- Immersing in the Mikve
I heard Sepharadim don’t have to do tevila of porcelain. Is it true and if so, what is the reason? thanks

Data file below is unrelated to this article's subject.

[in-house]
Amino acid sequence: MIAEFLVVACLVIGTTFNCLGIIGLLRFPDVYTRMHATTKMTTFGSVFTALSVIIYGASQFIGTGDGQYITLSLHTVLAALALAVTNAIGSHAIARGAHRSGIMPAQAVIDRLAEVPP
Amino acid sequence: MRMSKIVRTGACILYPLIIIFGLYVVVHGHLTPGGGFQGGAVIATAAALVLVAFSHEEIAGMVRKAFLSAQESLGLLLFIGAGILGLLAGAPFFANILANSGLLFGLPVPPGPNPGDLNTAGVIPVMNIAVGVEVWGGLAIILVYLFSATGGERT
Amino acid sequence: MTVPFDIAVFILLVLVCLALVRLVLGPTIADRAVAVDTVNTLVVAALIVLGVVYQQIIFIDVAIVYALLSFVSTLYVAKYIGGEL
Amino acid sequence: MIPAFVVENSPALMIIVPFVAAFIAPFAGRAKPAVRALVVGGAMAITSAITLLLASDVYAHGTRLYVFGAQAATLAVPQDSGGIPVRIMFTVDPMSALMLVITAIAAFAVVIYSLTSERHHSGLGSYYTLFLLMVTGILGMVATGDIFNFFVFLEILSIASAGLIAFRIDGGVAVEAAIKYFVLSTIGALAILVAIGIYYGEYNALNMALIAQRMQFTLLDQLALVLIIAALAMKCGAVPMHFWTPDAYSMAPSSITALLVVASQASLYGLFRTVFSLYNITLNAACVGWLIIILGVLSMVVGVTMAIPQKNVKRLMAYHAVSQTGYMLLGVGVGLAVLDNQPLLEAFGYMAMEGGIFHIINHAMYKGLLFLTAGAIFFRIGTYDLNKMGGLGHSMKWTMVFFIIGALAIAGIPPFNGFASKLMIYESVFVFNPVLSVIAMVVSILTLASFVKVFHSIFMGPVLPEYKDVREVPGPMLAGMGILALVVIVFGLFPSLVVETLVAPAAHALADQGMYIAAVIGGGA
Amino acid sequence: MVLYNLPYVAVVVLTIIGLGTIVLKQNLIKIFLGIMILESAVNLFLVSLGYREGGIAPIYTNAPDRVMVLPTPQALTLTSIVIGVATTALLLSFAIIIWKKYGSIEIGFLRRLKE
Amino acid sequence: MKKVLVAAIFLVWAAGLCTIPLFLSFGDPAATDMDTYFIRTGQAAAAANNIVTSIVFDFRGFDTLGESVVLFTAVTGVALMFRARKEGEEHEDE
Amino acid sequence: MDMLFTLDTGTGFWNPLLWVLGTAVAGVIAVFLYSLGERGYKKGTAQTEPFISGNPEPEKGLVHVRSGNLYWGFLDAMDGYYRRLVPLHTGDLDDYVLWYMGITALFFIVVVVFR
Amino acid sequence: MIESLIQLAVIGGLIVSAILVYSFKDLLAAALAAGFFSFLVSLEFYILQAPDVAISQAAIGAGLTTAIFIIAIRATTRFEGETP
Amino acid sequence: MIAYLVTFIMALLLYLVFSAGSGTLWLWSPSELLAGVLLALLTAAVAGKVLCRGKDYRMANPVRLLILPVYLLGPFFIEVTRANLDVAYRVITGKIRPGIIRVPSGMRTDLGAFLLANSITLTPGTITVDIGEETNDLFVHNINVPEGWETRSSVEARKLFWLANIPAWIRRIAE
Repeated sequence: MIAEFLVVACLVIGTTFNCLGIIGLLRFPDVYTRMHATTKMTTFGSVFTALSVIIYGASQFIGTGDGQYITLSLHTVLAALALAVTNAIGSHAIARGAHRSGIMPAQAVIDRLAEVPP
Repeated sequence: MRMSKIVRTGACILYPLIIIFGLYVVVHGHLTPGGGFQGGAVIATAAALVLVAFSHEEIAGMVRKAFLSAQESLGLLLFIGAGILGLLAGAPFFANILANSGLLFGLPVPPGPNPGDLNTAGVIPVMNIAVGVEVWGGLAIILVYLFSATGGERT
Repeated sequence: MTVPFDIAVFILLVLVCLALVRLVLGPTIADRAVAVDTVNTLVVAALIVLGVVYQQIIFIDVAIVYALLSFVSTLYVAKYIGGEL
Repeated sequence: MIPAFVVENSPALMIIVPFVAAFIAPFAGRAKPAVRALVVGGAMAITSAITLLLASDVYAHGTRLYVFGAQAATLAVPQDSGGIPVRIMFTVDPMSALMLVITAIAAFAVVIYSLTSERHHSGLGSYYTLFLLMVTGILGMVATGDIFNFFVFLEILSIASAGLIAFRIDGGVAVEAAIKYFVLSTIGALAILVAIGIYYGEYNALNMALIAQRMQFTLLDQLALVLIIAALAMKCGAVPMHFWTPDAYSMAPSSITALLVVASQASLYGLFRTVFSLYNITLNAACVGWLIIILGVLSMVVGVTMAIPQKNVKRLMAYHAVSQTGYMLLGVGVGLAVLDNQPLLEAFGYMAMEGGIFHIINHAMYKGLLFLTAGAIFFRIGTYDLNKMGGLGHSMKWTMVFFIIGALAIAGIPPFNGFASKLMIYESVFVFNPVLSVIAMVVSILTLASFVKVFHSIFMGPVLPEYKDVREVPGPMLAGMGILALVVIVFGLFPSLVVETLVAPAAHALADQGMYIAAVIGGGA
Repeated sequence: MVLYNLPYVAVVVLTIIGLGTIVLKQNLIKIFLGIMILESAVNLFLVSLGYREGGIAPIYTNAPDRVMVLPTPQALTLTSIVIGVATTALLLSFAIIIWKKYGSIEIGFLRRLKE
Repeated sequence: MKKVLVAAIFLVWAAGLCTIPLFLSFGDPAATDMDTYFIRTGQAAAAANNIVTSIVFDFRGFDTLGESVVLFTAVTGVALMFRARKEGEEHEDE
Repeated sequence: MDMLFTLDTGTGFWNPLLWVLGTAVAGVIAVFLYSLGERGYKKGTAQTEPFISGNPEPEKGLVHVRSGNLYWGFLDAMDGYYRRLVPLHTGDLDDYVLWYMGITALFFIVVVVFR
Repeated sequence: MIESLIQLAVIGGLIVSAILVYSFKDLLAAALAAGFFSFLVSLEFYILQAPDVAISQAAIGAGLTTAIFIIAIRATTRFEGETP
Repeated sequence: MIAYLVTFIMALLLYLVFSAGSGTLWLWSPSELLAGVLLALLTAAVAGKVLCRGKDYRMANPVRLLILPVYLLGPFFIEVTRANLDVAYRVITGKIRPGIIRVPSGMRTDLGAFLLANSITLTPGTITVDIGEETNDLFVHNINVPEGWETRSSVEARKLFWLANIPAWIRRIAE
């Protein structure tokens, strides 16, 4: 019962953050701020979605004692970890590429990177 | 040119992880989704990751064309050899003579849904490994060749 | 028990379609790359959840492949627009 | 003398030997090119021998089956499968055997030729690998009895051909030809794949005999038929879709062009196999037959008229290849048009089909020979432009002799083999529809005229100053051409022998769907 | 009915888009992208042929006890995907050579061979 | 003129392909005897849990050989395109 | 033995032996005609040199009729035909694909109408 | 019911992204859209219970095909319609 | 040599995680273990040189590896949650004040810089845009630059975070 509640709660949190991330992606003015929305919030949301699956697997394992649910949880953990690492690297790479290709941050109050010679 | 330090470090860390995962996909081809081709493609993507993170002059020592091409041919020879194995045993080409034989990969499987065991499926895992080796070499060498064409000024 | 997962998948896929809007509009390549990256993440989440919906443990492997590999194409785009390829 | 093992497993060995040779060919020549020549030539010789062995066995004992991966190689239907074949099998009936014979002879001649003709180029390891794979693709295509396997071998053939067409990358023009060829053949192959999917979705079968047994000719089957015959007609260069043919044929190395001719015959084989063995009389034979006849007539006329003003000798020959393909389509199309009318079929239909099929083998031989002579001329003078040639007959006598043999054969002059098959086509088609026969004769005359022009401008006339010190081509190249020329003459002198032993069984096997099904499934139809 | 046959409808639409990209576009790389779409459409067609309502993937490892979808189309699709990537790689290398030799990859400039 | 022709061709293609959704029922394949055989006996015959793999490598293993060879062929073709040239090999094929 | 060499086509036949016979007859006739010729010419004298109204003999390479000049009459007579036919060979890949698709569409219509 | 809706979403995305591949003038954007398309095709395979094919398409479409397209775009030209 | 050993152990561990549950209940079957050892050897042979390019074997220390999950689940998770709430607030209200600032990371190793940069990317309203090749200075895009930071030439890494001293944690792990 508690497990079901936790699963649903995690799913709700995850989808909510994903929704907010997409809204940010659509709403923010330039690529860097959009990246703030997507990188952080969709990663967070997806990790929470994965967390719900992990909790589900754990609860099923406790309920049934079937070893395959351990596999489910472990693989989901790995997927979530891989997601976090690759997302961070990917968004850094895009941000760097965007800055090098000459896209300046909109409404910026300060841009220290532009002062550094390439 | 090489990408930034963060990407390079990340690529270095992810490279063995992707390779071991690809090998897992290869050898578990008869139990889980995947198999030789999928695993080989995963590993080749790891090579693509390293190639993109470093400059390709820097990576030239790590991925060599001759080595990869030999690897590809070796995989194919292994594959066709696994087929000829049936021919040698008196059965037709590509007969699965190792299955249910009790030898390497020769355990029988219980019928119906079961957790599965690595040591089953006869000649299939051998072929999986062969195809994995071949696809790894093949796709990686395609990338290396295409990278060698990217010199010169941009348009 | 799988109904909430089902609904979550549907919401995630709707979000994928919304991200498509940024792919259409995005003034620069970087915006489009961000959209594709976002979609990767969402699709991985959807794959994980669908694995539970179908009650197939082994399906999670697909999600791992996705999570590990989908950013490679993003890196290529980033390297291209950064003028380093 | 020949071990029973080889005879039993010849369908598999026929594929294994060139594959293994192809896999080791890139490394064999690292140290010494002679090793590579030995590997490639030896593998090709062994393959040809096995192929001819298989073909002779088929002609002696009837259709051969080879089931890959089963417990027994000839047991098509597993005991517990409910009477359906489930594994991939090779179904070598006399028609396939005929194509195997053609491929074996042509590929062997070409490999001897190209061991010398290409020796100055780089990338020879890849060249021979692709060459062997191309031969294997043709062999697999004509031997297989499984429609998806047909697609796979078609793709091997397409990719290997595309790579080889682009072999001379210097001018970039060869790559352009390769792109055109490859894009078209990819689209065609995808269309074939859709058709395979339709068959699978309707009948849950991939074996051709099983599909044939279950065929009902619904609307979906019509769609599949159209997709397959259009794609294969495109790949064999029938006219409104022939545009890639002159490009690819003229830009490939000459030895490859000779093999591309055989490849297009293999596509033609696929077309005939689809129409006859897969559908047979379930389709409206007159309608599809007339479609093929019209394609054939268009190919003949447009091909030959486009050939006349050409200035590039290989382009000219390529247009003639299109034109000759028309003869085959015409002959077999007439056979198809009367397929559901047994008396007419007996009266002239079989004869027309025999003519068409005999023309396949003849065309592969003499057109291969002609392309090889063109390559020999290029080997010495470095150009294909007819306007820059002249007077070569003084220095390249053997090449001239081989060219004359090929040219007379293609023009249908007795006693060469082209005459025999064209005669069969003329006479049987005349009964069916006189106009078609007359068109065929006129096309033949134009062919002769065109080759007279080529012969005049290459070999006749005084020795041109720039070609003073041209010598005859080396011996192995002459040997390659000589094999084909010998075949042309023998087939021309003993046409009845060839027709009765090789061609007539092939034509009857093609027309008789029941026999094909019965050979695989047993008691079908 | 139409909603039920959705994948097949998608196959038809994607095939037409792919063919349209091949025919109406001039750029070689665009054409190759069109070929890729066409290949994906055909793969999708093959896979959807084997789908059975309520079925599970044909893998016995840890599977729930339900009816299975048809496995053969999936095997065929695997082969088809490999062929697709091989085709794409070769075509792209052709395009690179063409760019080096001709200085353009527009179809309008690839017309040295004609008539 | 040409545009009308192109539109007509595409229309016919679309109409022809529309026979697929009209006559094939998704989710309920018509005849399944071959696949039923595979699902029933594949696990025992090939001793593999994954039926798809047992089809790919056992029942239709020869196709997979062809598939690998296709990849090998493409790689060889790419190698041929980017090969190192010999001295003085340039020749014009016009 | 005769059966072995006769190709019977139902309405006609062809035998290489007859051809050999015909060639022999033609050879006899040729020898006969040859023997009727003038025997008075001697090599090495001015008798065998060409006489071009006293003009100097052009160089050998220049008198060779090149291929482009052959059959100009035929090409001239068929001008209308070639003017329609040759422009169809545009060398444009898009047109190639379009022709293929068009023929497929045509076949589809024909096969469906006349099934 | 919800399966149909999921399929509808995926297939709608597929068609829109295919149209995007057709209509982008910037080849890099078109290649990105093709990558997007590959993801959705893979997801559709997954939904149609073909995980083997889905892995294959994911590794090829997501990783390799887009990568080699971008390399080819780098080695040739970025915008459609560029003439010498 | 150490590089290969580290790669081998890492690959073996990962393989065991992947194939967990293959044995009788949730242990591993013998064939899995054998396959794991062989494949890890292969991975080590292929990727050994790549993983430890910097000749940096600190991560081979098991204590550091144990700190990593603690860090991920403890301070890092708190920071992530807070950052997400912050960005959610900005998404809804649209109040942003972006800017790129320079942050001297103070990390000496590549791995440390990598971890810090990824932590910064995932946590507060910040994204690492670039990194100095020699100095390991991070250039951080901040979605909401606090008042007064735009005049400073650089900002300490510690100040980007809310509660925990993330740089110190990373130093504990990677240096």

Shalom, You are correct that there is a debate about the obligation to toivel porcelain dishes. Pitchei Teshuvah Y.D. 120:2; Shalmat Chayim 1:13; Harav M. Feinstein (quoted in l'Torah v'Hora'ah, vol. 2, pg. 20) all hold that these vessels do not require toiveling in the mikvah before use. Rabbi Ovadyah Yosef also holds this opinion - see Yabia Omer 4:8. On the other hand, the Kitzur Shulchan Aruch 37:3 and Misgeret ha-Shulchan hold that one must toivel them. There is a widespread custom to immerse them without a blessing - see Melamed leho'il Y.D. 47; Aruch ha-Shulchan 120:29; Darkei Teshuvah 12, Hachsharot Kehalacha (Rav Amram Aderi), p.285. The argument revolves around the question of whether they can be repaired when broken by melting them in a fire - as metal and glass can be. Because porcelain apparently cannot be remelted, some rabbis hold that it does not need to be toiveled. The ability to be remelted is a factor the Talmud uses when defining why the Rabbis decreed that glass needs tevillah. As you can see, this subject is one where there are many opinions. But it is not correct to say that it's an argument between Askenazim and Sephardim - there are Ashkenazi and Sephardi opinions on both sides of the argument. Therefore, if someone is lenient and does not immerse porcelain dishes, they have halachic support for their actions, but it is preferable to toivel them without a blessing. Blessings.